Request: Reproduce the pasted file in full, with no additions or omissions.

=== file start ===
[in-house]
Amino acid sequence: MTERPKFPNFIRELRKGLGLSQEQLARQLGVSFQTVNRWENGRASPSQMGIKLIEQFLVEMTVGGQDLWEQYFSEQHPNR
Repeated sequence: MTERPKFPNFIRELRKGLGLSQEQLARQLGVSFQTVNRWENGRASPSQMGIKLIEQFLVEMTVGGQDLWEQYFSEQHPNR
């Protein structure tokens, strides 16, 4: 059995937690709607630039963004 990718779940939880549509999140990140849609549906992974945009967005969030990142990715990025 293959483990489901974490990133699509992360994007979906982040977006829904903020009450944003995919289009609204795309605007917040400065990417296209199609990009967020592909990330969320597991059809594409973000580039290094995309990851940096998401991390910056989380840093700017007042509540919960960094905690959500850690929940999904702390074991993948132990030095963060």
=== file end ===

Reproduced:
[in-house]
Amino acid sequence: MTERPKFPNFIRELRKGLGLSQEQLARQLGVSFQTVNRWENGRASPSQMGIKLIEQFLVEMTVGGQDLWEQYFSEQHPNR
Repeated sequence: MTERPKFPNFIRELRKGLGLSQEQLARQLGVSFQTVNRWENGRASPSQMGIKLIEQFLVEMTVGGQDLWEQYFSEQHPNR
């Protein structure tokens, strides 16, 4: 059995937690709607630039963004 990718779940939880549509999140990140849609549906992974945009967005969030990142990715990025 293959483990489901974490990133699509992360994007979906982040977006829904903020009450944003995919289009609204795309605007917040400065990417296209199609990009967020592909990330969320597991059809594409973000580039290094995309990851940096998401991390910056989380840093700017007042509540919960960094905690959500850690929940999904702390074991993948132990030095963060």